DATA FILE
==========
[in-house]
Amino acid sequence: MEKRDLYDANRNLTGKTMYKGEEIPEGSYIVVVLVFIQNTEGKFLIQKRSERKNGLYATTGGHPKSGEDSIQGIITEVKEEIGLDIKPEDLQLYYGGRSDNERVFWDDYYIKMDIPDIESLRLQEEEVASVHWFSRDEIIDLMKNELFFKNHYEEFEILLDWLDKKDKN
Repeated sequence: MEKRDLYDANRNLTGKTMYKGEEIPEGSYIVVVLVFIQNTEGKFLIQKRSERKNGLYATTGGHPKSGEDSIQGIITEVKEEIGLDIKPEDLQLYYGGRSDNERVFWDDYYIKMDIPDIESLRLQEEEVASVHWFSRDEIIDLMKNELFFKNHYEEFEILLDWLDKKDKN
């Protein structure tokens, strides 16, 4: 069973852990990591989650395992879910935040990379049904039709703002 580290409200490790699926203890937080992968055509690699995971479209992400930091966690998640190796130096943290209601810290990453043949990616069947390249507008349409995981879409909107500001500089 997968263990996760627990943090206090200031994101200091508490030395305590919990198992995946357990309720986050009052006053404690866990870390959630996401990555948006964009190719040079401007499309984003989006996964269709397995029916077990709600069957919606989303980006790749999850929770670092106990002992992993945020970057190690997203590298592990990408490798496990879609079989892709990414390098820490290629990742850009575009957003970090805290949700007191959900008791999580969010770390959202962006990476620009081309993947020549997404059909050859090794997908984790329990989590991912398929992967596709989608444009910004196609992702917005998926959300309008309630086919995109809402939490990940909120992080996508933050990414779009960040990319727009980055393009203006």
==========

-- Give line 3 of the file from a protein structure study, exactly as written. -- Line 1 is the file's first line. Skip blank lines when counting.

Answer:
Repeated sequence: MEKRDLYDANRNLTGKTMYKGEEIPEGSYIVVVLVFIQNTEGKFLIQKRSERKNGLYATTGGHPKSGEDSIQGIITEVKEEIGLDIKPEDLQLYYGGRSDNERVFWDDYYIKMDIPDIESLRLQEEEVASVHWFSRDEIIDLMKNELFFKNHYEEFEILLDWLDKKDKN